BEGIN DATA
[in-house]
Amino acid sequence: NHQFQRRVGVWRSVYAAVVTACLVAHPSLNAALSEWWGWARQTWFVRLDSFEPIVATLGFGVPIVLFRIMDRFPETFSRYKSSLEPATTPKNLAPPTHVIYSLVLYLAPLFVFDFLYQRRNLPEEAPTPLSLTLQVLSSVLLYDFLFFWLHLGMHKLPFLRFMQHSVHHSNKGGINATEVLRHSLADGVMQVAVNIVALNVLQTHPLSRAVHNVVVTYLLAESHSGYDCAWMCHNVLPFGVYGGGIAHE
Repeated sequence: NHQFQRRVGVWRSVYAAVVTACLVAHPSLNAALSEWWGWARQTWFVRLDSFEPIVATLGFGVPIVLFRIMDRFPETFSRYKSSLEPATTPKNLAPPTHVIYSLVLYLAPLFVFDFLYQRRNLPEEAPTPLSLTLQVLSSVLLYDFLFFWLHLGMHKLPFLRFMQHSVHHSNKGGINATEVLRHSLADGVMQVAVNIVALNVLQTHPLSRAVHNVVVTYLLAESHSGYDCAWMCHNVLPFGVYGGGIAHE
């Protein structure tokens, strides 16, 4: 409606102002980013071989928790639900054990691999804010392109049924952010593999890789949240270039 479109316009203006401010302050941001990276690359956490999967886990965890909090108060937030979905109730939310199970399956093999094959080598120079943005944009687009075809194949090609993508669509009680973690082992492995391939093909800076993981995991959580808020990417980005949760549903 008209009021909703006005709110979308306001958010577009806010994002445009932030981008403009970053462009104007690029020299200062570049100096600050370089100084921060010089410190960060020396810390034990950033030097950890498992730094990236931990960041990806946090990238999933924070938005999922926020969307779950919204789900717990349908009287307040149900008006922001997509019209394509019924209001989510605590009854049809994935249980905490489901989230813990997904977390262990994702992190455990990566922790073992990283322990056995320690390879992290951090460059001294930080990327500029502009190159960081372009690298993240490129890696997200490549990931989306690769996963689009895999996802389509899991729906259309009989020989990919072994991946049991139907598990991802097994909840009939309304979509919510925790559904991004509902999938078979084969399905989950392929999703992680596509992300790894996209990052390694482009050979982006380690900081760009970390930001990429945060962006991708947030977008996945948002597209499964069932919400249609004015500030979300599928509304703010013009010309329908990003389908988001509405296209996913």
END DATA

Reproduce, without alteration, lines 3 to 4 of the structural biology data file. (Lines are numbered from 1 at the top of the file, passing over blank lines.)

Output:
Repeated sequence: NHQFQRRVGVWRSVYAAVVTACLVAHPSLNAALSEWWGWARQTWFVRLDSFEPIVATLGFGVPIVLFRIMDRFPETFSRYKSSLEPATTPKNLAPPTHVIYSLVLYLAPLFVFDFLYQRRNLPEEAPTPLSLTLQVLSSVLLYDFLFFWLHLGMHKLPFLRFMQHSVHHSNKGGINATEVLRHSLADGVMQVAVNIVALNVLQTHPLSRAVHNVVVTYLLAESHSGYDCAWMCHNVLPFGVYGGGIAHE
């Protein structure tokens, strides 16, 4: 409606102002980013071989928790639900054990691999804010392109049924952010593999890789949240270039 479109316009203006401010302050941001990276690359956490999967886990965890909090108060937030979905109730939310199970399956093999094959080598120079943005944009687009075809194949090609993508669509009680973690082992492995391939093909800076993981995991959580808020990417980005949760549903 008209009021909703006005709110979308306001958010577009806010994002445009932030981008403009970053462009104007690029020299200062570049100096600050370089100084921060010089410190960060020396810390034990950033030097950890498992730094990236931990960041990806946090990238999933924070938005999922926020969307779950919204789900717990349908009287307040149900008006922001997509019209394509019924209001989510605590009854049809994935249980905490489901989230813990997904977390262990994702992190455990990566922790073992990283322990056995320690390879992290951090460059001294930080990327500029502009190159960081372009690298993240490129890696997200490549990931989306690769996963689009895999996802389509899991729906259309009989020989990919072994991946049991139907598990991802097994909840009939309304979509919510925790559904991004509902999938078979084969399905989950392929999703992680596509992300790894996209990052390694482009050979982006380690900081760009970390930001990429945060962006991708947030977008996945948002597209499964069932919400249609004015500030979300599928509304703010013009010309329908990003389908988001509405296209996913």